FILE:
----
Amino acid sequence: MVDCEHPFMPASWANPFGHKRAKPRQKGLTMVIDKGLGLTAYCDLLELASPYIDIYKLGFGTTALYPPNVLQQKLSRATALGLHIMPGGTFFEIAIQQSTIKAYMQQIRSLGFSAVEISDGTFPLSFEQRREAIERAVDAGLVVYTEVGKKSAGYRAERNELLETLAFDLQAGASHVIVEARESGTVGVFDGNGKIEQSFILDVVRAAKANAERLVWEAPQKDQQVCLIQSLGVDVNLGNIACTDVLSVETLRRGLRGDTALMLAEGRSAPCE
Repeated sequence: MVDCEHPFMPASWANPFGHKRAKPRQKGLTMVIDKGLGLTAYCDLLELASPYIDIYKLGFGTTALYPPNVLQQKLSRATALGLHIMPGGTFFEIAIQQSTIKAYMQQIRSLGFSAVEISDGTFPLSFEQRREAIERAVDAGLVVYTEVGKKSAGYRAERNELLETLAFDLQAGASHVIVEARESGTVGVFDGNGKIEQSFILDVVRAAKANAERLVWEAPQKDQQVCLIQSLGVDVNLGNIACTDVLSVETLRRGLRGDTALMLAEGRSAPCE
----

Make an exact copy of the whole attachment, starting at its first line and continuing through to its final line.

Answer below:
Amino acid sequence: MVDCEHPFMPASWANPFGHKRAKPRQKGLTMVIDKGLGLTAYCDLLELASPYIDIYKLGFGTTALYPPNVLQQKLSRATALGLHIMPGGTFFEIAIQQSTIKAYMQQIRSLGFSAVEISDGTFPLSFEQRREAIERAVDAGLVVYTEVGKKSAGYRAERNELLETLAFDLQAGASHVIVEARESGTVGVFDGNGKIEQSFILDVVRAAKANAERLVWEAPQKDQQVCLIQSLGVDVNLGNIACTDVLSVETLRRGLRGDTALMLAEGRSAPCE
Repeated sequence: MVDCEHPFMPASWANPFGHKRAKPRQKGLTMVIDKGLGLTAYCDLLELASPYIDIYKLGFGTTALYPPNVLQQKLSRATALGLHIMPGGTFFEIAIQQSTIKAYMQQIRSLGFSAVEISDGTFPLSFEQRREAIERAVDAGLVVYTEVGKKSAGYRAERNELLETLAFDLQAGASHVIVEARESGTVGVFDGNGKIEQSFILDVVRAAKANAERLVWEAPQKDQQVCLIQSLGVDVNLGNIACTDVLSVETLRRGLRGDTALMLAEGRSAPCE